The basketball season has just started and the York girls are looking to continue down the road to rebuilding the girls’ program to where it has been in the past.
Coach Paula Blackwell has a young team again this year, but she has a team leader in Region 3-4A preseason player of the year Carrie Lee Lancaster, the only senior on the team.
“She is a hard worker and sets a good example for the younger players,” said Blackwell. “She is respected by her teammates, and her selection as preseason player of the year show how much she is respected by the coaches in the region.”
Blackwell is no stranger to success. Her 2009 York team was a region champion, and in 2011 her Cougars were region co-champions. The past two seasons have been difficult, primarily because of a lack of numbers on the varsity level.
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Blackwell had to bring up younger players from the junior-varsity team to fill spots on the varsity, and that caused a lack of experience on the lower level. Two years of working hard and struggling to win might be ready to pay off this year.
With Lancaster, a four-year starter, leading the way, York will rely on four sophomores as starters. Makala Love, Meg McGarity, Corri Peeler, and Emalee Smith all played on the varsity last year.
Blackwell will also use four players as backups. Mahoganey Setzer is the only junior on the team, while Emily Mitchell, Heather Pumphrey, and Akeisha McClure are sophomores.
“We now have 22 ninth and 10th graders in our program, and I can see the light at the end of the tunnel for what we started two years ago when our numbers were down,” said Blackwell.
She has capable assistants in Arsonia Stroud, Cristi Kemp and Leigh Zeigler. Stroud coached the varsity prior to Blackwell. Kemp has been Blackwell’s assistant for 12 years. Zeigler coaches the junior-varsity team.
Lancaster started as a freshman on the region co-champion team. Since then the wins have been few and far between, but that has not stopped her from working hard and improving her game.
“Basketball prepares you physically and mentally,” said Lancaster. “I am disappointed when we don’t win, but that has not stopped my enthusiasm. The past two years this team has worked hard. We have not been so much focused on winning, but with the process of building the program back up.”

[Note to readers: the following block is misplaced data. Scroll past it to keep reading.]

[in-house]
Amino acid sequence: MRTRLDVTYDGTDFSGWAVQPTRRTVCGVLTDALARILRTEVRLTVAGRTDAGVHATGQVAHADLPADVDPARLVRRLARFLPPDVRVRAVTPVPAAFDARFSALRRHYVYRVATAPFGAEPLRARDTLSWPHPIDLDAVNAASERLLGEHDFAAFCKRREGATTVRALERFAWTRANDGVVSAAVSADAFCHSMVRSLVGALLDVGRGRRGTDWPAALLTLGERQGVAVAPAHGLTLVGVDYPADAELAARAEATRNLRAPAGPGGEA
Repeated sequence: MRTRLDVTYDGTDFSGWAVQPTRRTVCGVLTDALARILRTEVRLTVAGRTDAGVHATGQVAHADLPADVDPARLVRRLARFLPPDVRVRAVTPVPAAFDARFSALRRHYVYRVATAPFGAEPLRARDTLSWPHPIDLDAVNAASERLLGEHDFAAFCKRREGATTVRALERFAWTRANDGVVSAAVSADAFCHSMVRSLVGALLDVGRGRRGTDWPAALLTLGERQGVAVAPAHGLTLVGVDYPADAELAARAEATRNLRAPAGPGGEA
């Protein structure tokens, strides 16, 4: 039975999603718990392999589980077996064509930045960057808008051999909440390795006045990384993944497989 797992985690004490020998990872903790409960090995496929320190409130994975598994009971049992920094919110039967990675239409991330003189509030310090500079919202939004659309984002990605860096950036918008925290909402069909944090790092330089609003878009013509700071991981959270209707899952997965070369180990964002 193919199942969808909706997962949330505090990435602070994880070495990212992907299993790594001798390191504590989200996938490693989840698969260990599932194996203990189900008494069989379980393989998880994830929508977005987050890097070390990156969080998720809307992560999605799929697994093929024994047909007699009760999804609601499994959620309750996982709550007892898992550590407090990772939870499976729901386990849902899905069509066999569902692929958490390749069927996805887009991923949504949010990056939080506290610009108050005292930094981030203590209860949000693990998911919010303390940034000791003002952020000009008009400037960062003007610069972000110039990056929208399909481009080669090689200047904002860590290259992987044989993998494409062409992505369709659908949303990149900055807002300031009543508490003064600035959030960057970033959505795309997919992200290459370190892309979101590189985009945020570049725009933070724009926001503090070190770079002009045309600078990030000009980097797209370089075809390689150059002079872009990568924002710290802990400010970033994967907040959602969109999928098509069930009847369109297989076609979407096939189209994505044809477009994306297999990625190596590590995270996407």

Lancaster gets her inspiration and passion for the sport from her mother, Debbie, who was an standout performer in basketball and volleyball at Clemson.
“She has been my role model,” said Lancaster. “When I get down sometimes because we have not won, she will tell me things I have done well. Both of my parents have been very encouraging since I started playing.”
Lancaster, who is second in her class academically, plans on attending either Wellesley or Smith. Her college plans also include playing basketball.
“I have always had high standards for myself in the classroom,” she said. “These are foundation years for my future and I want to hold myself accountable.”
Lancaster knows that Blackwell looks to her for leadership, and she wants to do a good job.
“All it takes it for one of us to do something to get us going,” said Lancaster. “Sometimes it is me, but we are a team. We believe in each other, and we have each other’s back. I think that is important.”
When the numbers went down a couple of years ago, Blackwell could have packed up and left. She stayed and worked to get the program back to where it was just a few seasons ago.
“These kids have been through a lot the past two years, but the effort has been worth it,” said Blackwell. “The players can see the pieces falling into place.”
Blackwell, who is starting her 12th season as head coach at York, feels like she has found a home.
“I am a very loyal person and I made a commitment to York when I signed on that dotted line,” said Blackwell. “This is where God wants me. The administration has been very supportive. I love the people. It's a neat place to live and work, and I plan on retiring here.”
Lancaster will move on after this year, but she knows what has been done the past years is setting York’s girls’ basketball program up for a brighter future.
“Coach Blackwell has taught me a lot about priorities,” said Lancaster. “I look at where we were two years ago, and where we are now. It is a work in progress. This team believes we have improved.”